TRID “Good Faith” Effect 2.0
Confused about the “Good Faith” Effect?
This tool puts it in Plain English.
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As you are probably well aware, TRID 2.0 blew up the changed circumstance world when it comes to revised Loan Estimates and Closing Disclosures. Are you struggling with the “Good Faith” Effect it created that took effect on October 1st? If so, we want to help!
TRID 2.0 requires that any revised disclosure (used to reset tolerances and/or for informational purposes) you provide…must be based on the best information reasonably available to you at the time it is provided. For example, say you issue a revised disclosure to reflect a higher loan amount. If there are other charges, unrelated to the loan amount increase, that have also changed, they must be reflected on the revised disclosure. However, the changes in the other charges, unrelated to the loan amount change, may not be used to determine either the 0% or 10% tolerance.
We’ve created a tool that will help guide you through and understand this difficult concept. Check out the video as Jerod Moyer explains this in more detail and walks you through the tool step by step.
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Completing the Loan Estimate
The CFPB issued a Final Rule in July 2017 that updated TRID with some substantive changes in areas where specific implementation challenges were identified. The Final Rule formally implements CFPB guidance on topics such as shopping, good faith, calculating cash to close, construction loans, seller credits, disclosing property taxes and property value, revised loan estimates and much more.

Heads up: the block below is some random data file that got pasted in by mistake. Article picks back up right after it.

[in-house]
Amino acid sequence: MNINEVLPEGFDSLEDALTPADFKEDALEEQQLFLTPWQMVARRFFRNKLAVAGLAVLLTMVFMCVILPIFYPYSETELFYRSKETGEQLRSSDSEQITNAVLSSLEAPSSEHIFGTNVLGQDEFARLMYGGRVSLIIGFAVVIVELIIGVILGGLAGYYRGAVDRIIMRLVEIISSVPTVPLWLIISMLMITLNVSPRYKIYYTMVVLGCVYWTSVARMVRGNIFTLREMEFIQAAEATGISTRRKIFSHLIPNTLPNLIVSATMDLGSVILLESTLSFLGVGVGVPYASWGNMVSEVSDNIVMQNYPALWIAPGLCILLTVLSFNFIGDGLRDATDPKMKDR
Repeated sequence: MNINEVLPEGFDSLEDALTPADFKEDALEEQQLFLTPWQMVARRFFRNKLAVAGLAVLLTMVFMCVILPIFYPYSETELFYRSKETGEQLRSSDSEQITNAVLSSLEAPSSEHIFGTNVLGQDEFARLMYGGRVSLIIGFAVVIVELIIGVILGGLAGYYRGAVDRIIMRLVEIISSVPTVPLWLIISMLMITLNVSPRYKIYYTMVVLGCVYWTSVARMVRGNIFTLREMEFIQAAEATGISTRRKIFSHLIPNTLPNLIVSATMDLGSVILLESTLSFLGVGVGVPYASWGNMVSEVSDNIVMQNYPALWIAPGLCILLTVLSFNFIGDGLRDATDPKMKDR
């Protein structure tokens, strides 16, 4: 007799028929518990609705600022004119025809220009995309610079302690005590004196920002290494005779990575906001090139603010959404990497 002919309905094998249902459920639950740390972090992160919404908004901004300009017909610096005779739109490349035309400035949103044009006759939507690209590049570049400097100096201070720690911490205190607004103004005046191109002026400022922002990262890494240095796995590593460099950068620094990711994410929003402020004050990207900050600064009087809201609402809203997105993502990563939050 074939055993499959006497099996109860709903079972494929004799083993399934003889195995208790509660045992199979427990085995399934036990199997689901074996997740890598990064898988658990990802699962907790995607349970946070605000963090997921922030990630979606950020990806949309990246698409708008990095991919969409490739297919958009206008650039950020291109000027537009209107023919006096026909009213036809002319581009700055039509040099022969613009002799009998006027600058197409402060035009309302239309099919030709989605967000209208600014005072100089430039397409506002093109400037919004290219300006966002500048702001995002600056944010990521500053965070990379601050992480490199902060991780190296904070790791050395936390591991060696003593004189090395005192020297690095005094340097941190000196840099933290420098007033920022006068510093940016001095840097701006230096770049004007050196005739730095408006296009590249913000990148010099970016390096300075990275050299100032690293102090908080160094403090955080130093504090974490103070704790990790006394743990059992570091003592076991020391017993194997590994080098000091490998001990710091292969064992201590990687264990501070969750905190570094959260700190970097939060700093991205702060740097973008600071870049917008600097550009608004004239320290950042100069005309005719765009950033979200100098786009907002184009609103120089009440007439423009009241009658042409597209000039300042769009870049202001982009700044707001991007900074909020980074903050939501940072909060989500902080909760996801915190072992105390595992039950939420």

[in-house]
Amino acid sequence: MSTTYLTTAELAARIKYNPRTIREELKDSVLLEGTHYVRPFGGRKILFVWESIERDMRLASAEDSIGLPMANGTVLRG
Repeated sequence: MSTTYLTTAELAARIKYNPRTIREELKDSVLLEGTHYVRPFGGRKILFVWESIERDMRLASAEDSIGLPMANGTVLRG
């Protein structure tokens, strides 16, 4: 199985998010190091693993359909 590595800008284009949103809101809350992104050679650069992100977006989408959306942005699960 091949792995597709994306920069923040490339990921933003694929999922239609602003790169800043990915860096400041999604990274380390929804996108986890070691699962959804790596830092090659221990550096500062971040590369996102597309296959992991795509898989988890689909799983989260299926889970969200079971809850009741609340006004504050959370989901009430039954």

Although mandatory compliance date is October 1, 2018, you can and may want to begin implementing some of the changes now. Other changes will need to wait until your software is updated.
Be sure to join us for our “TRID: Completing the Loan Estimate” webinar on January 18, 2018. We will walk you through the Loan Estimate line-by-line and will give you the information you need to know about the Final Rule changes in plain English!
While you’re at it you can also register for our “TRID: Completing the Closing Disclosure” webinar on January 25, 2018. Again, we will walk you through the Closing Disclosure line-by-line and will include applicable information from the Final Rule.
The OCC, FDIC and CFPB have announced that they don’t intend to require HMDA Data resubmission or assess civil money penalties for 2018 HMDA data (reported in 2019), unless errors are material. We have not seen a similar announcement from the FRB. The CFPB has also stated they will reconsider institutional and transactional coverage tests and certain data requirements.
So, while not a total “get out of jail free card”, HMDA banks are apparently being offered some relief as we navigate through the new requirements. As long as you’ve prepared appropriately, you should have a comfort level that any fine-tuning to your procedures and processes can be done without the risk of resubmission or civil money penalties. Exams of the 2018 data “will be diagnostic to help institutions identify compliance weaknesses and will credit good faith compliance efforts.” That should be a relief!
There may be other changes coming to the Rule, as the Bureau intends to look at the lending activity that makes institutions subject to HMDA, as well as the types of transactions and data required to be reported. Of course, we’ll keep you updated with where that goes, but for now, it’s almost time to flip the switch on the 2018 Rule changes!
What’s the Newest TRID Final Rule All About?
A July 2017 Final Rule updated the TRID rules with some substantive changes in many areas where implementation challenges were identified. The 560-page rule formally implements CFPB guidance on topics such as shopping, good faith, calculating cash to close, construction loans, seller credits, disclosing property taxes and property value, revised disclosures, and much more. In addition to these clarifications, another proposal was introduced for further amendments. This Final Rule is not something you want to overlook!
The Final Rule has a mandatory compliance date of October 1, 2018; however, many of the changes you can begin implementing right away. Do you have it all figured out? Rest assured we have all the information for you, in plain English! Join us for our TRID Update-The 2017 Final Rule Webinar on November 2, 2017.